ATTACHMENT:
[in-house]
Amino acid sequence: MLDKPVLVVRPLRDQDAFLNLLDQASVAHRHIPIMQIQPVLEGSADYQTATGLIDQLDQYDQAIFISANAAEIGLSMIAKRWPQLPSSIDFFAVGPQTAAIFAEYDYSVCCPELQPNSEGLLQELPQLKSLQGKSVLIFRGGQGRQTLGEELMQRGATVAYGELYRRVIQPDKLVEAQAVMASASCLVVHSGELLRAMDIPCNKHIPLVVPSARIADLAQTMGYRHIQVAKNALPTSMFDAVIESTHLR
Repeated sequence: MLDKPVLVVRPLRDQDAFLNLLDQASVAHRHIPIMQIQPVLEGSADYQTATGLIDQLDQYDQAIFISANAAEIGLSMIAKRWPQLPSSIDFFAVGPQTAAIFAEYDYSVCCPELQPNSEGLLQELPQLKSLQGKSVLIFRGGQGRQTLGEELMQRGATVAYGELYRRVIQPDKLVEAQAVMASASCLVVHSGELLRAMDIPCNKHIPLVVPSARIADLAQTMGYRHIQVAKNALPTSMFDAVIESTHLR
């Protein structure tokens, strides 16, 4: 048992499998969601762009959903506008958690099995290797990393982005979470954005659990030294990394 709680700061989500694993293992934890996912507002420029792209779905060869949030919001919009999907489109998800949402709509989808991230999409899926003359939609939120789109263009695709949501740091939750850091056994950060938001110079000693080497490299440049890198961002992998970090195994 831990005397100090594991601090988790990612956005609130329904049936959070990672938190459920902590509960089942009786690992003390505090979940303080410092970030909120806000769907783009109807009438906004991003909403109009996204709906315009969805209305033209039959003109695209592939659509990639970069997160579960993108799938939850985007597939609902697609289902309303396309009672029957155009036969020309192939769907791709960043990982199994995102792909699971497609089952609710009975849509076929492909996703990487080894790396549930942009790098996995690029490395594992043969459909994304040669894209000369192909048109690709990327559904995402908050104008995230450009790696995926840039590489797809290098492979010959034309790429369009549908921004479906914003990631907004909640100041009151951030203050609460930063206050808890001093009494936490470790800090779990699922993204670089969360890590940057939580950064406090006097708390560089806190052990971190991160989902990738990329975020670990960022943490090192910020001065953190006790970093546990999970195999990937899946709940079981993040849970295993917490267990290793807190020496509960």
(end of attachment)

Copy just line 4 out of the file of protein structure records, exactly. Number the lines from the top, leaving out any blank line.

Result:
């Protein structure tokens, strides 16, 4: 048992499998969601762009959903506008958690099995290797990393982005979470954005659990030294990394 709680700061989500694993293992934890996912507002420029792209779905060869949030919001919009999907489109998800949402709509989808991230999409899926003359939609939120789109263009695709949501740091939750850091056994950060938001110079000693080497490299440049890198961002992998970090195994 831990005397100090594991601090988790990612956005609130329904049936959070990672938190459920902590509960089942009786690992003390505090979940303080410092970030909120806000769907783009109807009438906004991003909403109009996204709906315009969805209305033209039959003109695209592939659509990639970069997160579960993108799938939850985007597939609902697609289902309303396309009672029957155009036969020309192939769907791709960043990982199994995102792909699971497609089952609710009975849509076929492909996703990487080894790396549930942009790098996995690029490395594992043969459909994304040669894209000369192909048109690709990327559904995402908050104008995230450009790696995926840039590489797809290098492979010959034309790429369009549908921004479906914003990631907004909640100041009151951030203050609460930063206050808890001093009494936490470790800090779990699922993204670089969360890590940057939580950064406090006097708390560089806190052990971190991160989902990738990329975020670990960022943490090192910020001065953190006790970093546990999970195999990937899946709940079981993040849970295993917490267990290793807190020496509960």